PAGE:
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John Werner Trieschmann IV is a playwright and professor living in Little Rock (Pulaski County). Trieschmann’s many plays have been staged by Moving Arts in Los Angeles, California; Ensemble Studio Theatre in New York; the New Theatre in Boston, Massachusetts; Red Octopus Productions in Little Rock; and other companies, as well as by countless middle schools and high schools in the United States and abroad. First-prize winner of the Contemporary Arts Center of New Orleans New Play Competition, Trieschmann was also the first playwright to have been honored with the prestigious Porter Prize in Arkansas (1994).
Werner Trieschmann was born on September 9, 1964, in Hot Springs (Garland County), the oldest of four boys. His father, John Trieschmann, was a pediatrician, and his mother, Ann Grisham Trieschmann, was a homemaker.
Trieschmann grew up in Hot Springs, attending public schools, and graduated from Lakeside High School in 1982. Having been born with Gaucher’s disease, a rare enzyme disorder that weakens bones and causes other complications, Trieschmann spent a fair amount of his childhood and teenage years in hospitals, in doctors’ offices, and on bed rest recovering from surgeries. Trieschmann credits this time as teaching him to use his mind to keep himself occupied, fostering his interest in writing.
After high school, Trieschmann entered Hendrix College in Conway (Faulkner County) in 1982 and graduated with a BA in English in 1986. While at Hendrix, studying with Frank Roland and Dr. Rosemary Henenberg sparked Trieschmann’s love of the theatre and led him to pursue playwriting. From 1987 to 1988, Trieschmann studied with Nobel Prize–winning poet and playwright Derek Walcott as he pursued and received an MFA in creative writing (playwriting) at Boston University.
In 1991, Trieschmann returned to Arkansas. The next year, his play Lawn Dart won first prize in the Contemporary Arts Center of New Orleans New Play Competition, and his comedy You Have to Serve Somebody was published by the Dramatic Publishing Company in 1997. As Trieschmann matured as a playwright, he also did some freelance writing of music reviews and features, primarily for alternative newspapers such as the Village Voice, Boston Phoenix, Nashville Scene, and Memphis Flyer.
In 1999, he married Martha Castleberry; the couple has two children.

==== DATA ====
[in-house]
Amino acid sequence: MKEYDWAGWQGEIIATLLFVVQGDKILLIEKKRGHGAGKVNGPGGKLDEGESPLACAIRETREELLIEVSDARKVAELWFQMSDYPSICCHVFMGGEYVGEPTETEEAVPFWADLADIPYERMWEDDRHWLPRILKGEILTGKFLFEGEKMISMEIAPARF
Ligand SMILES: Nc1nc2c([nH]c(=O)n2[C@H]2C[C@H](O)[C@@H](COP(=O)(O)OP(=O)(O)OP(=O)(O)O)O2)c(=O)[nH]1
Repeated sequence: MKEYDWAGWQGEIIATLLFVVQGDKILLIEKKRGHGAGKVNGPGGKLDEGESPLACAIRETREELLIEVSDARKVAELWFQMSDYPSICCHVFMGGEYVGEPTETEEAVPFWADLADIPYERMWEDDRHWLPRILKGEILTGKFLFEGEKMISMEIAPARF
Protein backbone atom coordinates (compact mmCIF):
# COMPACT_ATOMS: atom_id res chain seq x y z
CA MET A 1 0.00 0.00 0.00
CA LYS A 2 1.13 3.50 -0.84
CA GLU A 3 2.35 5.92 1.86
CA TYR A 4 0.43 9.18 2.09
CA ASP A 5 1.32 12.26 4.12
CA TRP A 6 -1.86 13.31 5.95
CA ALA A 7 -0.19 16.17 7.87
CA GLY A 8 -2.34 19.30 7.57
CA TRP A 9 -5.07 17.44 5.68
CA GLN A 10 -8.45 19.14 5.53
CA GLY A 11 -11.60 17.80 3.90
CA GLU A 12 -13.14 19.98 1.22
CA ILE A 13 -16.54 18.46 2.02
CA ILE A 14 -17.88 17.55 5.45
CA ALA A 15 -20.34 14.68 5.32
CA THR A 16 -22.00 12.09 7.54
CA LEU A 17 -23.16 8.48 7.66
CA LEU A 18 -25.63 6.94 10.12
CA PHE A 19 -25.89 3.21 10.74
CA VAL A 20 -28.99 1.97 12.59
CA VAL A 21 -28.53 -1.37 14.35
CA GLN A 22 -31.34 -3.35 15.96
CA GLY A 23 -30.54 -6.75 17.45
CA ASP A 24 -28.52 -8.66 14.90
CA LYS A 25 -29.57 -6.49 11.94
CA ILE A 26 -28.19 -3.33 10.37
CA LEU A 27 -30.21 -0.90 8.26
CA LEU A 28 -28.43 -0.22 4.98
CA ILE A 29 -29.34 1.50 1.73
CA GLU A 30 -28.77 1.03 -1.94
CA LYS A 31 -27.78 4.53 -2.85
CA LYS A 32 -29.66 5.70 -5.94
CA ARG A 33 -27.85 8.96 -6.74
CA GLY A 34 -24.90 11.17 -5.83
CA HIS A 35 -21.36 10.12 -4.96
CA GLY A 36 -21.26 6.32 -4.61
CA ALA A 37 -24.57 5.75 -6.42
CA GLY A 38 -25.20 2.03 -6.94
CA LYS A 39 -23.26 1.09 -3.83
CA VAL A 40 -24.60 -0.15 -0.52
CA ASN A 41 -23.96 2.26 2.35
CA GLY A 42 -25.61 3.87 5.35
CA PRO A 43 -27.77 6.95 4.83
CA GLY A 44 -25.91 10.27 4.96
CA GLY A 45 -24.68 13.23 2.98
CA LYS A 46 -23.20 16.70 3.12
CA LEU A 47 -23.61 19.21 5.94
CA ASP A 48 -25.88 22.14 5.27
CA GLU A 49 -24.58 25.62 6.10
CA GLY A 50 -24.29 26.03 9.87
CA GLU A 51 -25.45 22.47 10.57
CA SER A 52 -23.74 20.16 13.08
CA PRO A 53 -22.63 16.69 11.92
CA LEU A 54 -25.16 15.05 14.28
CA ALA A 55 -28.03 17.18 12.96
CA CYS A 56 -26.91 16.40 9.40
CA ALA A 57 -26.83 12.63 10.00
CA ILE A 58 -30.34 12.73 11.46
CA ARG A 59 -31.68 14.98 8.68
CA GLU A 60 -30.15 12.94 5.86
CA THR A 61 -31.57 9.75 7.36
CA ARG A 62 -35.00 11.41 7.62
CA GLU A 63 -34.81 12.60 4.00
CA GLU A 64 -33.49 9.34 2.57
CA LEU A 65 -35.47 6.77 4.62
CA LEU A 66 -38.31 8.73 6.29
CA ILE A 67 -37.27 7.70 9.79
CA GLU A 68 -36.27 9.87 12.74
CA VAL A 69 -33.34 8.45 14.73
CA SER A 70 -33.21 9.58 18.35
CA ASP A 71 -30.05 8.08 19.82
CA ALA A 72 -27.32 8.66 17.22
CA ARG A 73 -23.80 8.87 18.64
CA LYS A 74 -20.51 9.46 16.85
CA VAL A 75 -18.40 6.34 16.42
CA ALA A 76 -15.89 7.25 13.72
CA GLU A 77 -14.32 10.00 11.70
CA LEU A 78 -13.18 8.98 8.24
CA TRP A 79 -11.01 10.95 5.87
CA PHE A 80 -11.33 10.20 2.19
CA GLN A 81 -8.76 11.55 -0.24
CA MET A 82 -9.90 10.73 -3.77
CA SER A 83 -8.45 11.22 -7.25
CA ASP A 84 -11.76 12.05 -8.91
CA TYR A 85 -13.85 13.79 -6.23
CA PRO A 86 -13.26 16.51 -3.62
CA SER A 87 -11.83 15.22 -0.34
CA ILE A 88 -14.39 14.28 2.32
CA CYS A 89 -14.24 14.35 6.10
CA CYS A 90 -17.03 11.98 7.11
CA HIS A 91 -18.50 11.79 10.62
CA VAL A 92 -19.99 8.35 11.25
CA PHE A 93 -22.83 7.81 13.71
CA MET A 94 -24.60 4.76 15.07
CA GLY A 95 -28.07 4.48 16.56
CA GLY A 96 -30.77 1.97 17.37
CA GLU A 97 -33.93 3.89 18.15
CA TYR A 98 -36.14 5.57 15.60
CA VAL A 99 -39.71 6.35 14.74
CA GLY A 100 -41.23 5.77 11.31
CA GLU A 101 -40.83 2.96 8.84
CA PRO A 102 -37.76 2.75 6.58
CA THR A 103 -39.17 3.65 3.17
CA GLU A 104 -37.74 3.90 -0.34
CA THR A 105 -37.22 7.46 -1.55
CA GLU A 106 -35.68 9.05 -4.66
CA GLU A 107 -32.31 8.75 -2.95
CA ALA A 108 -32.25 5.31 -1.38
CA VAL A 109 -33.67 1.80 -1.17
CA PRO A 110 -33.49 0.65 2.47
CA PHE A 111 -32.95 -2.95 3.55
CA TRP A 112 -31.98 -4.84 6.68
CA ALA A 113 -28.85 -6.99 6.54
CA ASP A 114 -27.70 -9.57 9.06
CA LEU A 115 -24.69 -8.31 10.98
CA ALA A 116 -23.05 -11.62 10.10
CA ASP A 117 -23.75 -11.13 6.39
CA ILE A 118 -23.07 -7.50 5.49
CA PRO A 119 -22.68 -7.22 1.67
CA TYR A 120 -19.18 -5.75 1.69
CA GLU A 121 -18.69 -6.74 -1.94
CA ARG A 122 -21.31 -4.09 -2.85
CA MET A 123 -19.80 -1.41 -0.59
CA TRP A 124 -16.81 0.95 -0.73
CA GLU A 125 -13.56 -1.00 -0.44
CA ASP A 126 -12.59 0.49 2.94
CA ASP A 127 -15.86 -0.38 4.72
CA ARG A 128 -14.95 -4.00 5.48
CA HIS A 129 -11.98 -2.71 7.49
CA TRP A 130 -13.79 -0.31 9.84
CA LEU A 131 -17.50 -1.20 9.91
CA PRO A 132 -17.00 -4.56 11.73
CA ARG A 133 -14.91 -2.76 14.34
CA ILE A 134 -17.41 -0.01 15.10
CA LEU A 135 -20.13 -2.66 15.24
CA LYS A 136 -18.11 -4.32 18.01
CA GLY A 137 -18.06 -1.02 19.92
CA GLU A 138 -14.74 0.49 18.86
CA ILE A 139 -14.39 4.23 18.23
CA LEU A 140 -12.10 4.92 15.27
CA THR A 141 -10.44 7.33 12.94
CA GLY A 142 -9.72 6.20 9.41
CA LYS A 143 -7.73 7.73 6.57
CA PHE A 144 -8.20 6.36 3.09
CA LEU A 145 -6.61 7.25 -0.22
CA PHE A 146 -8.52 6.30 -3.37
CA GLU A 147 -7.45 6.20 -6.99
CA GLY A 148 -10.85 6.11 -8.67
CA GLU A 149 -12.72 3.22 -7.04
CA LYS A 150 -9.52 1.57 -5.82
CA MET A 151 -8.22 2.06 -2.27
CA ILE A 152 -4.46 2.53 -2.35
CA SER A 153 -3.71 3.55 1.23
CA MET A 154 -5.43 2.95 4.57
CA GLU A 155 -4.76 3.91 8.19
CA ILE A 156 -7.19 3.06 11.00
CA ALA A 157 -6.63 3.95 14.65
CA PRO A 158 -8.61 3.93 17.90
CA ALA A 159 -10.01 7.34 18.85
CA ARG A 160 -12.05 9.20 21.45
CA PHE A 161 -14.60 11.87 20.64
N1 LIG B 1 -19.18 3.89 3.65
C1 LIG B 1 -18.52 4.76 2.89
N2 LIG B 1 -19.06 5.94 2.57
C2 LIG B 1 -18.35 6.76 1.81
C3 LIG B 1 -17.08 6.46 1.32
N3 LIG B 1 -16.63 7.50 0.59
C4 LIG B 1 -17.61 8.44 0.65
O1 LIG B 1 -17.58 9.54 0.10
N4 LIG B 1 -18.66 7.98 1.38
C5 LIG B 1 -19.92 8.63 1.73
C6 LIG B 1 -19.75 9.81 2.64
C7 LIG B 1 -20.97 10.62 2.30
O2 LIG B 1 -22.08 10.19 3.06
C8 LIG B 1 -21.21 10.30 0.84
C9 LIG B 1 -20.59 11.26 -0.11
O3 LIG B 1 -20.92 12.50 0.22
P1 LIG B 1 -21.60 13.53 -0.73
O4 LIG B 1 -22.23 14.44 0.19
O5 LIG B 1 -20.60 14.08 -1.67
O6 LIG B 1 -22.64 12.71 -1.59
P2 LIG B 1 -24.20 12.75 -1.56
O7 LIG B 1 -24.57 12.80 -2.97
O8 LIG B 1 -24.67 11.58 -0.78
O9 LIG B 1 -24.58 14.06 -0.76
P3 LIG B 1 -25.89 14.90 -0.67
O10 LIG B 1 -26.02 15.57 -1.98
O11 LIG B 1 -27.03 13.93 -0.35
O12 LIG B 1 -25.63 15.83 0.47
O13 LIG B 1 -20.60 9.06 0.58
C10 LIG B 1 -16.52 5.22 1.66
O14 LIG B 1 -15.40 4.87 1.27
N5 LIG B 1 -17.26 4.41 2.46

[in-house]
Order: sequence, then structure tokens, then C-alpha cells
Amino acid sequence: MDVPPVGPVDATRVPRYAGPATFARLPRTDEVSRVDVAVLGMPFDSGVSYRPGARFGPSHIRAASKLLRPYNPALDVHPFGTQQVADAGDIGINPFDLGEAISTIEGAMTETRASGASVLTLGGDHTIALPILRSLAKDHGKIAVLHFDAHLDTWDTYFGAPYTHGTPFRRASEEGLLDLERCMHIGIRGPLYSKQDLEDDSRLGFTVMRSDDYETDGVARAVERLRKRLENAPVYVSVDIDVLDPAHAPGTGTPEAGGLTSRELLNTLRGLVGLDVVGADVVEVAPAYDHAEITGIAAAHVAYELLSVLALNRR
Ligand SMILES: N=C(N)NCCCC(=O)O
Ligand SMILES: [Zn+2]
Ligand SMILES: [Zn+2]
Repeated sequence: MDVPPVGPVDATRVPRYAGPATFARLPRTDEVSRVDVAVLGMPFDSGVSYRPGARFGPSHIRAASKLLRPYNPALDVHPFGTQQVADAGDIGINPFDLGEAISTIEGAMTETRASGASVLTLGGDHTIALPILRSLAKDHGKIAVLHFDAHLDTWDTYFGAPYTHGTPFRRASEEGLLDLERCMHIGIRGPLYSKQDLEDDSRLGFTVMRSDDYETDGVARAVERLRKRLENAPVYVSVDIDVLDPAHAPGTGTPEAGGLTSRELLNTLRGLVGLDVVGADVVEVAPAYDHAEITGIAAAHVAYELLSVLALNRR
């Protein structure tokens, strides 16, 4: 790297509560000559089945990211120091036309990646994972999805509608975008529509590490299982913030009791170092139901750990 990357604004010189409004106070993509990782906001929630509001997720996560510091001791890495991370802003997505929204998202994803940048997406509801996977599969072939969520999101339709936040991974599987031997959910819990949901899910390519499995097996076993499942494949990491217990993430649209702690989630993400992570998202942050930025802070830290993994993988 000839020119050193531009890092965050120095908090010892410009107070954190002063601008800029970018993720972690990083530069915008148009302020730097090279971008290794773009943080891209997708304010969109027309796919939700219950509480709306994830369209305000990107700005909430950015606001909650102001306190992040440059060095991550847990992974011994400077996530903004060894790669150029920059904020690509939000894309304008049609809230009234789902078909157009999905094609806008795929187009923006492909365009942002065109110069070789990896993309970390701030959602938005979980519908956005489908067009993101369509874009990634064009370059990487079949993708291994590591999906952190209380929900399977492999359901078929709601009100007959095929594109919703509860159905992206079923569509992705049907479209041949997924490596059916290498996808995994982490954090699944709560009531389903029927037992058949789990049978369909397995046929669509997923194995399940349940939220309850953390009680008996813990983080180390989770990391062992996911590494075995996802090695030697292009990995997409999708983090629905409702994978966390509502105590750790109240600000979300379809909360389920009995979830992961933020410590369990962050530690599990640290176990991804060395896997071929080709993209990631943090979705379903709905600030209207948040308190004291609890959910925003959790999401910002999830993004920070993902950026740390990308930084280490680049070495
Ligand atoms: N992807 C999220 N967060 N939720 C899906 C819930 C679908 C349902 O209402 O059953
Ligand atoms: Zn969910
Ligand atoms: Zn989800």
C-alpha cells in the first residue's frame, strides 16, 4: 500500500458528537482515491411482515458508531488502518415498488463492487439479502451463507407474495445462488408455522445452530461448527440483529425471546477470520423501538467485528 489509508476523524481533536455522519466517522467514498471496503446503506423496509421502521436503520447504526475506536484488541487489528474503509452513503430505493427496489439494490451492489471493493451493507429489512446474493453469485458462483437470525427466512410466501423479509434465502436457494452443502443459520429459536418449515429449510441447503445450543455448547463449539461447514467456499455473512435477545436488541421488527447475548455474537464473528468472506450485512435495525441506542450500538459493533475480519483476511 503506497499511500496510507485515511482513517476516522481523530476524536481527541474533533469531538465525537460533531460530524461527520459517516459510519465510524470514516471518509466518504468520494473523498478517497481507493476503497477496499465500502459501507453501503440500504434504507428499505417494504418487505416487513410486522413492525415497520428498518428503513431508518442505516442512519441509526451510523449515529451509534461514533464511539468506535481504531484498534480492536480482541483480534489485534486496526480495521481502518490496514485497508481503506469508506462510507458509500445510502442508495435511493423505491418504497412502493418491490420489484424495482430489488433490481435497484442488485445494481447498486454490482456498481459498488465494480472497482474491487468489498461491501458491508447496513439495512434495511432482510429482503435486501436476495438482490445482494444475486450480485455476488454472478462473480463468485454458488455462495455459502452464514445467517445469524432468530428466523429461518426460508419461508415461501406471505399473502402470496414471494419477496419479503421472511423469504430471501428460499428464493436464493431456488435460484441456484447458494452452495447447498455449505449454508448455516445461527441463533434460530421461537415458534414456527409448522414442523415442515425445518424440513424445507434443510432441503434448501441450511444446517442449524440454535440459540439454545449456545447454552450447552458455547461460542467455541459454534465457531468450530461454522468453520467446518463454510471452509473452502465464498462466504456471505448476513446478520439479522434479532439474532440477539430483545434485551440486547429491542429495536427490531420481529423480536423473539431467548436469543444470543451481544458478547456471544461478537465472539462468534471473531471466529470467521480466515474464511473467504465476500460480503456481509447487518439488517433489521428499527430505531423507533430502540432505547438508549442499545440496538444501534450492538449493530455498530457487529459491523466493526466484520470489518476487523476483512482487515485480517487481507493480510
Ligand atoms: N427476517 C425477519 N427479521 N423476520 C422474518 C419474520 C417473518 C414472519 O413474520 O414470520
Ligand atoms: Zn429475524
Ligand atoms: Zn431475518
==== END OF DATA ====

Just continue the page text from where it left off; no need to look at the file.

From the late 1990s to 2013, Trieschmann published plays, both full-length and one-act, with the New York publishing company Playscripts and with Dramatic Publishing Company in Illinois. These published plays have been staged more than 100 times per year, mostly by middle schools and high schools in the United States, as well as by schools and theatre companies in Canada, England, New Zealand, Romania, Japan, and Italy.
The TheatreSquared theatre company in Fayetteville (Washington County) commissioned Trieschmann to write about an Arkansas subject in 2009. He chose to research the life of photographer Mike Disfarmer, and versions of what would later become the full-length play, Disfarmer, were read or performed as part of the Arkansas New Play Festival in 2009, 2011, and 2013. In 2014, as part of the inaugural ACANSA Arts Festival, director Bob Hupp and a cast that included John Lenartz of New York City and Arkansan Natalie Canerday performed the finished play for the first time. In conjunction with the play’s production, the festival also hosted an exhibit of Disfarmer’s photographs.
In August 2012, Trieschmann joined the full-time faculty of University of Arkansas-Pulaski Technical College.
For additional information:“About Werner Trieschmann.” Arkansas Repertory Theatre. http://blog.therep.org/author/werner/ (accessed February 13, 2017).
“Werner Trieschmann.” Playscripts. https://www.playscripts.com/playwrights/bios/285 (accessed February 13, 2017).
Sandy Longhorn Pulaski Technical College
Last Updated 2/13/2017
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